1. It takes the raptor 25m/s / 4m/s^2 = 6.25s to reach it's top speed, during which I can run 6.25s * 6m/s = 37.5m. Add on my 40m head start, and I can reach a spot 77.5m away from the raptor before he gets me. In the same time, the raptor can run 4m/s^2 * (6.25s)^2 / 2 = 78.125m. I'm eaten before he's fully up to speed. Therefore, I have to solve for when the raptors location, r(t) = 4m/s^2 * t^2 /2 - 40, and my location, m(t) = 6m/s*t, are equal. Dropping units, we get 2t^2 -40 = 6t, or 2t^2 - 6t - 40 = 0. Dividing by 2 I get t^2 - 3t - 20=0. Using the quadratic equation, I get (3 +/- sqrt(89))/2, roughly equal to 6.217s and -3.217s. Plugging that back into m(t), I get 37.302m for my terminal run. Blaisepascal (talk) 22:18, 14 September 2012 (UTC)
I don't think there is enough information to solve the second problem, because you don't know how fast the non-injured raptors go. Unless you take that information from the first problem. But then, how fast does the wounded raptor accelerate? You would have to find the angle where the wounded and the closest non-wounded raptor would meet you at the same time. 18.104.22.168 17:17, 5 September 2013 (UTC)
With all three raptors and you running at top speeds, I don't think you get caught by the injured raptor and uninjured raptor at the same time. I believe that you must run directly towards the wounded raptor and the two non-injuried raptors will reach you simultaneously before you and the injured raptor meet, and you cannot do better. After all, you can try to run directly away from an uninjured raptor, but you will lose ground to it at a rate of 25-6=19 m/s (but, it is worst for the other uninjured raptor). By running directly at the injured raptor, you lose ground from it at the rate of 10+6=16 m/s. However, if you can accelerate at a rate far above the raptors, I think you could change directions so fast that one raptor could not catch you. However, I am not sure you can keep away from all three indefinitely. --DrMath 04:01, 24 October 2013 (UTC)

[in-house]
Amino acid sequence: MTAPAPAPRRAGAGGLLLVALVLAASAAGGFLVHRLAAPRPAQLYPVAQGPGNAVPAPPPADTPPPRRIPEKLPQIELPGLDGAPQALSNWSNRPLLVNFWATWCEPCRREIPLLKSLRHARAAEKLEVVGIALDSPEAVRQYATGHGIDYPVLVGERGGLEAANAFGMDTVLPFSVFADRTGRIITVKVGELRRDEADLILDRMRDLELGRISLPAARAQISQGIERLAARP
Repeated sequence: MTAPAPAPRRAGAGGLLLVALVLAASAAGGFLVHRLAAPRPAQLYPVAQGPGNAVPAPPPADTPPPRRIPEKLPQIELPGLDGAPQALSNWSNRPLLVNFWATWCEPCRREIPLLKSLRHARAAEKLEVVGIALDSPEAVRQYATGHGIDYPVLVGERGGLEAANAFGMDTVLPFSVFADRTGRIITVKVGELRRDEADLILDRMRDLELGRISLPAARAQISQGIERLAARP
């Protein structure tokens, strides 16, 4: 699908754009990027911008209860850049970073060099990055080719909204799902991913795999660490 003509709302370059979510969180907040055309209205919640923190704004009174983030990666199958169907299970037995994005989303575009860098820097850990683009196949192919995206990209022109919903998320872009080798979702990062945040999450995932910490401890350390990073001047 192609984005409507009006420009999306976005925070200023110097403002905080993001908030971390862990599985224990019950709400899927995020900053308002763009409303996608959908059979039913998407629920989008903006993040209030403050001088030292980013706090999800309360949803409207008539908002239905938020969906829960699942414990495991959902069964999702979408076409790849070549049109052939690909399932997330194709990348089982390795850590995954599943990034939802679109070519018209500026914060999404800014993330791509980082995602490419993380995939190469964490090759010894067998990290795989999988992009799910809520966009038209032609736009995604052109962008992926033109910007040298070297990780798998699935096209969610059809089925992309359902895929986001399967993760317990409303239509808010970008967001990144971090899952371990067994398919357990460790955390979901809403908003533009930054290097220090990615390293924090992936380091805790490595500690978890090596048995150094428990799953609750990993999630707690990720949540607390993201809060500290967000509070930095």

For 1 and 2 the solution depends on whether the raptors can accelerate at 2m/s, or they actually increase their speed at this rate. If they just accelerate, It should be possible to do tight circles, and even wind yourself slowly towards another location. I believe this is possible even treating yourself and the raptors as point masses. 22.214.171.124 13:19, 17 July 2013 (UTC)
This could also be a parody of Snape substituting for Lupin (Harry Potter and the Prisoner of Azkaban) in the Defense against Dark Arts class. Snape assigns homework on werewolves, in the hopes of one of the students connecting the dots. Here, Randall might be trying to get the students to suspect that Mrs.Lenhart might be a raptor (out of sympathy, or just being a classhole?). Also 155. 126.96.36.199 18:58, 1 October 2013 (UTC)BK201
There is a problem with the test, as Mr. Munroe wrote it: Question #1 says that a raptor has a top speed of 25 m/s, but question #3 says "Remember, raptors run at 10 m/s...". Furthermore, question #2 says an injured raptor runs at 10 m/s.
BTW, the answer to question #2 is: run straight toward the injured raptor. The uninjured raptors will run toward you and the injured raptor. Just as you get close to the injured one, slide under his legs. Because he is injured, the uninjured raptors will feast on him instead of you. 188.8.131.52 20:58, 13 December 2013 (UTC)